Companies of all sizes across industries are struggling to effectively manage the vast amounts of data that are flowing in from hundreds and thousands of sources today.
One key aspect of this challenge is deciding where to store all this data to adopt powerful data analytics for insights.
There are a few options available: data warehouses, data lakes, and data lakehouses. Each of them has specific strengths and weaknesses, and understanding which is the right way to go is often a daunting task.
In this article, you will learn about the key differences between these storage solutions and how to make an optimum decision for your organization.
Data warehouses pull in structured and semi-structured data from systems that track transactions and day-to-day operations, including business apps, financial systems, or PoS and other sales tools. This data is organized using a predefined logical configuration to allow speedy access for business intelligence and report generation purposes.
Architecturally, data warehouses have a bottom layer for an Extract, Transform and Load (ETL) tool to ingest data, a middle layer for an online analytical processing (OLAP) server to enable fast queries, and a top layer for APIs to integrate data analytics systems. They also comprise data marts that provide relevant data subsets for different business units and operational data stores that house data from the company’s current operations for producing lightweight reports.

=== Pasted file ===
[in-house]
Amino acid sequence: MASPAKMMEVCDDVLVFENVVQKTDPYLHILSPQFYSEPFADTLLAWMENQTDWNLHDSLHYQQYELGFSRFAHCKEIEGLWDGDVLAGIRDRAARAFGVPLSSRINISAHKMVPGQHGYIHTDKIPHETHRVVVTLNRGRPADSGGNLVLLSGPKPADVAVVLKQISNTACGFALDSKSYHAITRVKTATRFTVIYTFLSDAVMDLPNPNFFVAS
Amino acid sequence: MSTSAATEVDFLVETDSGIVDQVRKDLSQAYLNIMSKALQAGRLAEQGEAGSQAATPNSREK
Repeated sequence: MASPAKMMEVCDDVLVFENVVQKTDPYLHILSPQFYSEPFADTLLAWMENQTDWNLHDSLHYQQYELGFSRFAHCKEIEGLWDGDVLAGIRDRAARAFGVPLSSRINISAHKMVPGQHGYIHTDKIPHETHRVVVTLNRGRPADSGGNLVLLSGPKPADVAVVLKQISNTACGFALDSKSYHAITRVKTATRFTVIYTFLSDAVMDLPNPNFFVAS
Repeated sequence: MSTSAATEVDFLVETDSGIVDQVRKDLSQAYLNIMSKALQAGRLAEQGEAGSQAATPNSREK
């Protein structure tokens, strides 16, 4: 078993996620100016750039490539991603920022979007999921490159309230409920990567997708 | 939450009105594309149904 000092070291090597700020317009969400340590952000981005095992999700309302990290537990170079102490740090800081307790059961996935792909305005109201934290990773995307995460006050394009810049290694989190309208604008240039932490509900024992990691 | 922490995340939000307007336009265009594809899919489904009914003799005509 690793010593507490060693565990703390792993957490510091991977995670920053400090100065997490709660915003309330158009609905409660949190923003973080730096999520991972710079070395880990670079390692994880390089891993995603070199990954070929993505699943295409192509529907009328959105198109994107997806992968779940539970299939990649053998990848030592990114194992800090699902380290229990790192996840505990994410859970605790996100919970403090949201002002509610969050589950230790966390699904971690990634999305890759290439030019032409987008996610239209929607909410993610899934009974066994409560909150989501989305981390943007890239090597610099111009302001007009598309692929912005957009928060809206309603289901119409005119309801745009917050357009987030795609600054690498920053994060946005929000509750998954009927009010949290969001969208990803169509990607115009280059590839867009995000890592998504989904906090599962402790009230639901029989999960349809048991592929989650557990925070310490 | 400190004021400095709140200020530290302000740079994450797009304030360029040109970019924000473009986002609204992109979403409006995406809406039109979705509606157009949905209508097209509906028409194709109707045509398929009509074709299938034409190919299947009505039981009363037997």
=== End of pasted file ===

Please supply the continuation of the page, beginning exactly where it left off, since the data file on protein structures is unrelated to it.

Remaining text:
Companies have been successfully implementing data warehouses for years, often turning to providers of data warehouse consulting services to maximize the potential of their data assets.
Originally, these solutions were on-premises only. In recent years, there has been a trend toward moving them to the cloud, which offers cost effectiveness, scalability, and simple integration with any service a company may need. However, on-premises solutions continue to be a popular choice today because of their benefits, such as a lack of latency, total control and privacy over data, and a lower security risk.
A data warehouse has several major uses, including business performance assessment and reporting, one-off analysis performed to answer a stakeholder’s question, data mining, and dashboard-based data visualization.
These repositories house raw data in its original form and allow for next-level analysis using real-time streams of data and ML algorithms. Unlike data warehouses, they also absorb media rich data and various documents in unique formats (i.e., unstructured data).
Data lakes provide an important springboard for digging into the company’s big data to identify trends, changes, and potential business opportunities.
Consuming enormous amounts of data, data lakes, however, can easily turn into a data swamp. To avoid this, it is critical to follow best governance practices and adopt robust data management.
The architecture of a data lake comprises separate layers for initial data storage, enhancement, annotation, and exploration. Data lakes are not equipped with built-in analytics capabilities, so organizations utilize additional tools to analyze the data stored in them, including data warehouses.